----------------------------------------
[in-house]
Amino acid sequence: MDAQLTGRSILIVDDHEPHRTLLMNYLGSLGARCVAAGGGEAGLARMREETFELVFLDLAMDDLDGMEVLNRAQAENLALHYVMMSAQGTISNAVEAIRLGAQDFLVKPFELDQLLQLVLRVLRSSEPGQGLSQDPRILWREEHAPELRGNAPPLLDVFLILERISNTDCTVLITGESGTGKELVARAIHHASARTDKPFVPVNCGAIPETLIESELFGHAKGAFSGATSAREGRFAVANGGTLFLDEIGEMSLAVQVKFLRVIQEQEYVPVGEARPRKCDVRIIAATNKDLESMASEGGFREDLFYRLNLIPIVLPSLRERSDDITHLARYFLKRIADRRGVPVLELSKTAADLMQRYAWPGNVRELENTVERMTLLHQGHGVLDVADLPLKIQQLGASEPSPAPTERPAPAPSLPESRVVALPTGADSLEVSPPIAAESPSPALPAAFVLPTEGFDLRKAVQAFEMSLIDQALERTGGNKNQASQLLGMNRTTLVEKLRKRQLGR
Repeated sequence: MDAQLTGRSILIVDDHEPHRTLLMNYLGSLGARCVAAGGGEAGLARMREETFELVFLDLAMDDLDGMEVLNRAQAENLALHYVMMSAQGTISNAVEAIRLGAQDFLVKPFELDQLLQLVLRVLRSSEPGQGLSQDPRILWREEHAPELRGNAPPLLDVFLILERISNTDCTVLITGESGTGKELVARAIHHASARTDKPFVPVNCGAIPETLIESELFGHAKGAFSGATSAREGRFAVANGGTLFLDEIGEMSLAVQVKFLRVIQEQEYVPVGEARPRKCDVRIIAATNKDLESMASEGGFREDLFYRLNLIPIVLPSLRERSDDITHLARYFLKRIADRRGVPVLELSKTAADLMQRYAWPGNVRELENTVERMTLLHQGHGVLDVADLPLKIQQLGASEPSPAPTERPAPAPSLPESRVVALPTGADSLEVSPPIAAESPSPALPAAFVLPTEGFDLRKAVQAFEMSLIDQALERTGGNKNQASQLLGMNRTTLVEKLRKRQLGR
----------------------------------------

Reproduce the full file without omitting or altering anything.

[in-house]
Amino acid sequence: MDAQLTGRSILIVDDHEPHRTLLMNYLGSLGARCVAAGGGEAGLARMREETFELVFLDLAMDDLDGMEVLNRAQAENLALHYVMMSAQGTISNAVEAIRLGAQDFLVKPFELDQLLQLVLRVLRSSEPGQGLSQDPRILWREEHAPELRGNAPPLLDVFLILERISNTDCTVLITGESGTGKELVARAIHHASARTDKPFVPVNCGAIPETLIESELFGHAKGAFSGATSAREGRFAVANGGTLFLDEIGEMSLAVQVKFLRVIQEQEYVPVGEARPRKCDVRIIAATNKDLESMASEGGFREDLFYRLNLIPIVLPSLRERSDDITHLARYFLKRIADRRGVPVLELSKTAADLMQRYAWPGNVRELENTVERMTLLHQGHGVLDVADLPLKIQQLGASEPSPAPTERPAPAPSLPESRVVALPTGADSLEVSPPIAAESPSPALPAAFVLPTEGFDLRKAVQAFEMSLIDQALERTGGNKNQASQLLGMNRTTLVEKLRKRQLGR
Repeated sequence: MDAQLTGRSILIVDDHEPHRTLLMNYLGSLGARCVAAGGGEAGLARMREETFELVFLDLAMDDLDGMEVLNRAQAENLALHYVMMSAQGTISNAVEAIRLGAQDFLVKPFELDQLLQLVLRVLRSSEPGQGLSQDPRILWREEHAPELRGNAPPLLDVFLILERISNTDCTVLITGESGTGKELVARAIHHASARTDKPFVPVNCGAIPETLIESELFGHAKGAFSGATSAREGRFAVANGGTLFLDEIGEMSLAVQVKFLRVIQEQEYVPVGEARPRKCDVRIIAATNKDLESMASEGGFREDLFYRLNLIPIVLPSLRERSDDITHLARYFLKRIADRRGVPVLELSKTAADLMQRYAWPGNVRELENTVERMTLLHQGHGVLDVADLPLKIQQLGASEPSPAPTERPAPAPSLPESRVVALPTGADSLEVSPPIAAESPSPALPAAFVLPTEGFDLRKAVQAFEMSLIDQALERTGGNKNQASQLLGMNRTTLVEKLRKRQLGR